Tasman Leader : August 8th 2013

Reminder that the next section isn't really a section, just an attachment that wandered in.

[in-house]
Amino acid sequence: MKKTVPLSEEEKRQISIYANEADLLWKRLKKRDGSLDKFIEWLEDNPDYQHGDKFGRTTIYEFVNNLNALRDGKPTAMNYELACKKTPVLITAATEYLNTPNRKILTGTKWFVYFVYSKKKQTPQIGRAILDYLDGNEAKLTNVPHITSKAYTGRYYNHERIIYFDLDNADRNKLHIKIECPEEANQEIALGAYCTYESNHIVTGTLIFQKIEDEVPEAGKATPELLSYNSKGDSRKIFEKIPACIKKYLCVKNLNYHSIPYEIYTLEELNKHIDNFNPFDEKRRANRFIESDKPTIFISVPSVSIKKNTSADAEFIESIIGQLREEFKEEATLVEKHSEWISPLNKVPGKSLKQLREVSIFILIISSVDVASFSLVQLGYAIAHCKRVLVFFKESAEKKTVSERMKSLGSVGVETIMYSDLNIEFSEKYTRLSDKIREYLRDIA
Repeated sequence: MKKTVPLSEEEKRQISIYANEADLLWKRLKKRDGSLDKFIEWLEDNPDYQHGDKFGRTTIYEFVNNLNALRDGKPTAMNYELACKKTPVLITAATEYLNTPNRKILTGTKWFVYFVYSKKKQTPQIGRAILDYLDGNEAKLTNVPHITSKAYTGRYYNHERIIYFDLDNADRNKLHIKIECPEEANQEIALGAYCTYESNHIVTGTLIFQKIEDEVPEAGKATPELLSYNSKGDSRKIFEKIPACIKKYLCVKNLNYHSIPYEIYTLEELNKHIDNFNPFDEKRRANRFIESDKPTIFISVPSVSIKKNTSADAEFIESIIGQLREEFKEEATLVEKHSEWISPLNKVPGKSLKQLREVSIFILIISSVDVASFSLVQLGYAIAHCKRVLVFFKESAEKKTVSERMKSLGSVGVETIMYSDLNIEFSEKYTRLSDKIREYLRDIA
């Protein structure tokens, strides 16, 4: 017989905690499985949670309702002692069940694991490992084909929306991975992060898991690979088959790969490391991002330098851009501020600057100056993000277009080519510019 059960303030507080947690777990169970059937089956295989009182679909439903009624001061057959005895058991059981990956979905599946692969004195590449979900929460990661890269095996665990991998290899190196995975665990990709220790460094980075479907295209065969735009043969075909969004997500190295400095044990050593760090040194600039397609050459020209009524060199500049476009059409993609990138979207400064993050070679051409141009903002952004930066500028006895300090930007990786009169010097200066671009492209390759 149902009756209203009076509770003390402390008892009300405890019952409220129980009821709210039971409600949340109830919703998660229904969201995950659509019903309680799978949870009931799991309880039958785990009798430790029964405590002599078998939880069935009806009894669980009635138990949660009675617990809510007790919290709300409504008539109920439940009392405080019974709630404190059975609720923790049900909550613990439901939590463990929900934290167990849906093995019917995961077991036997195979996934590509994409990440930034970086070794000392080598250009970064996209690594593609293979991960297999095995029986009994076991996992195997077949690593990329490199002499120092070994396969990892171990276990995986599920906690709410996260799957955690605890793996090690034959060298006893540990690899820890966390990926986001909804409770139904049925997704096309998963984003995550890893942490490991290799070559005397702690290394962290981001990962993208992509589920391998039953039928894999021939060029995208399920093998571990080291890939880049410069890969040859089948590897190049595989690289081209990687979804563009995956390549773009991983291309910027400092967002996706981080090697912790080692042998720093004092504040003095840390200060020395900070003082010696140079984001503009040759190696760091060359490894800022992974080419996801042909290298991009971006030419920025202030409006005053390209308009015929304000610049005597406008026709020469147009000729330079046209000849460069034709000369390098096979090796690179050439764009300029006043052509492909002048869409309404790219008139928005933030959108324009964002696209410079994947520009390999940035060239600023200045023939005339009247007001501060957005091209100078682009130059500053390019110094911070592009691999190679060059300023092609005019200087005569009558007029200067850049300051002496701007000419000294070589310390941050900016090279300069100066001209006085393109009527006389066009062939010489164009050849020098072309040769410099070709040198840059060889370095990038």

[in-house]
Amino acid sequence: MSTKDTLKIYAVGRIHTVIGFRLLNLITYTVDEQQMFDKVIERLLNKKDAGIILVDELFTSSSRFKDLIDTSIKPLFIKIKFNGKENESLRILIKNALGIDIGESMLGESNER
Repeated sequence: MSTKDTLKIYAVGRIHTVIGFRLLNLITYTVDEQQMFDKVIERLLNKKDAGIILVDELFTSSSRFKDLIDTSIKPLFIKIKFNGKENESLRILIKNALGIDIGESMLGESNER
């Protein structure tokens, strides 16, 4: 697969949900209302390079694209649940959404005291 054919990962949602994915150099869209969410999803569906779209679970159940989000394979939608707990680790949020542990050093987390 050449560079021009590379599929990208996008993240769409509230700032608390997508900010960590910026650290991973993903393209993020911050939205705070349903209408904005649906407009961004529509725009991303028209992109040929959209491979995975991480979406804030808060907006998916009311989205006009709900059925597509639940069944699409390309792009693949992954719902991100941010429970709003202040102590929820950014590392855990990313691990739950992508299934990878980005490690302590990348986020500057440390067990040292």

8 THE TASMAN LEADER, AUGUST 8, 2013 NEWS 5518532AA Get yourself behind the wheel of a new car with this super sharp finance deal 11.95%* "To have the finance approved inside 4hrs that was not only affordable but stress free took me by surprise and made the purchasing of a new car enjoyable. Having dealt with others that like to see how many hoops they can make you jump through made this experience quite refreshing. Easy, personal service with a smile!" - Warren, Christchurch * normal lending criteria applies. Conditions apply. Offer expires 31 August 2013 Winter blues? • Experienced • Local • Trusted Give me a call today Scott Dayman Phone: 03 539 0809 Mobile: 021 480 831 email@example.com nelsonbaysfinance.co.nz www.abeltasmanair.co.nz www.uflyextreme.co.nz Phone (03) 5288 290 or 0800 304 560 Skydive Boogie Special! 20 minute Scenic Flight only $50pp (Conditions apply) 15% off U-Fly Extreme Pitts Special Flights (Conditions apply) 5542731AA 10th to 18th Aug only Lazy days in kayak await Free time: Former DOC Nelson-Marlborough conservator Neil Clifton with one of his reasons for retiring. Photo: HELEN MURDOCH Retiring Nelson- Marlborough conservator Neil Clifton is still passionate about the job after 38 years, but now his priorities are changing, Helen Murdoch reports. The lure of uncaught snapper, motorbikes needing to be ridden and a moored classic kauri clinker-built launch are behind Neil Clifton ending his 38-year-old marriage to the Department of Conservation. Three hundred workmates, colleagues and mentors -- all friends -- filled Founders Park's Granary recently to mark the former Nelson- Marlborough conservator's departure from a career which he admits he is still passionate about. I love DOC. I'm still passionate about conservation and I have had a fantastic career but after 38 years I increasingly felt I wanted more time to do some of the other things in my life.'' On calm sunny days when the tide was right it had started to get to him that he had to work rather than take his kayak out and fish for the snapper he knew would be feeding in the Mapua Channel shallows. And he grew tired of looking down on his launch, moored in Tennyson Inlet, from planes as he flew to Wellington for meetings. It was a job where I almost worked six days a week and thought about it on the seventh day. It was a great job but all consuming.'' No-one can resent his decision. He joined the former Lands and Survey Department in 1975 after a stint teaching and a science degree at Victoria University. Since then he has worked in all of the country's conservancies, except the upper North Island. Neil was based in Hokitika, where he wrote management plans for the central Southern Alps and witnessed the angst of lowland logging versus conservation. He was on the Coast when DOC was formed and was seen to stymie mining progress. And he witnessed the Cave Creek tragedy being etched into the nation's memory. He told the eclectic crowd at his farewell that the West Coast experiences brought home to him the sense that lasting conservation outcomes were all about people. When I started working in conservation it was marginal and a small part of the work done by Lands and Survey,'' he said. Since then conservation has become mainstream and one of the enduring Government agencies which is now well-resourced relative to what it was. Conservation is now closely linkedtowhatitistobeaNew Zealander. People are inclined to identify with what DOC does and the support for conservation has grown hugely. DOC now manages a third of New Zealand and most people can see what we do is broader than servicing the recreation industry.'' This had seen the growth of self- sustaining community conservation groups, such as the Friends of Flora, Abel Tasman Birdsong Trust and Brook Waimarama Sanctuary Trust locally. DOC also now works closely with iwi -- which reflects the maturing of the organisation and of all of us as New Zealanders,'' he said. We have changed ourselves.'' The national protests against mining on Schedule Four conservation land illustrated the strength of public feeling and the tension between use and protection. Conservation needs to protect the intrinsic values that exist but if it is a large area of public land which is protected it is valid that some be commercially used. There is always the questions of extent and appropriate use. There has always been a tension. There has always been that delicate balance that will need to be managed.'' But he had no doubt about the country's conservation future. Conservation will go from strength to strength. In the end it's the people who make the structures work -- not the other way around.''
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